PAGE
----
#1 is a Masonic lodge in Huntsville, Alabama
. It is the oldest lodge of Freemasons
in the state. According to Grand Historian Joseph Abram Jackson's Masonry in Alabama
, it is "the birthplace of Freemasonry in Alabama."
In 1805 a Revolutionary War veteran named John Hunt built a log cabin at the Big Spring and began what would grow to become the modern city of Huntsville, Alabama
. Just six years later, on August 21, 1811, Madison Lodge #21 received its charter from the Grand Lodge of Kentucky
. John Hunt was among the original members as well as Leroy Pope who had originally named the city Twickenham. On April 6, 1818, a second Lodge was formed in the county, Bethesda Lodge #2. In 1824 the two Lodges combined as Helion Lodge #1 under the Grand Lodge of Alabama
Helion Lodge survived the dark years of the American Civil War, when Huntsville was often occupied by the invading Union Army. The quiet little town grew rapidly after World War II, when the area became host to both Redstone Arsenal and the Marshall Spaceflight Center. Notable members involved in the growth of Huntsville's defense and space industry are Senator John Sparkman and Mayor Joe W. Davis. Helion Lodge then came to have the largest membership in the state. As a result, in 1962 a new Lodge was formed in Huntsville, Solar Lodge #914. Most of the members came from Helion Lodge. Five years later, in 1967, a third Huntsville Lodge was formed, Apollo #921. Both younger Lodges consider Helion Lodge as their mother Lodge and dual membership is common.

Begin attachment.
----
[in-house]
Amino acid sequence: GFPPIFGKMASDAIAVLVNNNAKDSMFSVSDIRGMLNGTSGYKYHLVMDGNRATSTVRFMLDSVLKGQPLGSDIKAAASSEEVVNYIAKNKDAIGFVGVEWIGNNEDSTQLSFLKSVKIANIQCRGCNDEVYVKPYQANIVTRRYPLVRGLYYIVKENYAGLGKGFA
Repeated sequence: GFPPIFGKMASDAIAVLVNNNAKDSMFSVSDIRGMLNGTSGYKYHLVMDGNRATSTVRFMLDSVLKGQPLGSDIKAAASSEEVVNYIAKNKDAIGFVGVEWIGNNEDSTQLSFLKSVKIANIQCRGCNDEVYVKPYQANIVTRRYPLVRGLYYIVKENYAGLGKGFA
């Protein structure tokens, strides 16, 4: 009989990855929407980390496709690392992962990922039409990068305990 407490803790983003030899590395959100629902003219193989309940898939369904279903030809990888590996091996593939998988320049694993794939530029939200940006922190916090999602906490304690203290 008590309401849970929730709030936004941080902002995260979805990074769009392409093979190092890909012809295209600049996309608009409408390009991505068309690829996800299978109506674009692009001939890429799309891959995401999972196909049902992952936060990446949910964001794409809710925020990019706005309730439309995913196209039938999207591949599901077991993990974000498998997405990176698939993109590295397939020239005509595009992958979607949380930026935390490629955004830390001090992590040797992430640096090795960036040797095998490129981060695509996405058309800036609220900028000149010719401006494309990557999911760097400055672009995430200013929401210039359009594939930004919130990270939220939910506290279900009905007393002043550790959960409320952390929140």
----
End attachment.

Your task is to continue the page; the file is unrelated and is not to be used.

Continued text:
Helion Lodge stands on the original site of Madison Lodge #21 at 409 Lincoln Street in the Twickenham Historic District
of Huntsville. The present building is over 90 years old and was designed by a noted architect and Lodge member named Edgar Love. The building was officially named Eunomia
Masonic Hall after the Royal Arch Chapter, but is now simply called Helion Lodge. It is home to both Helion Lodge and the Huntsville York Rite
bodies, as well as to an Eastern Star
- Jackson, Joseph Abram. Masonry in Alabama : a sequicentennial history, 1821-1971. OCLC 3931387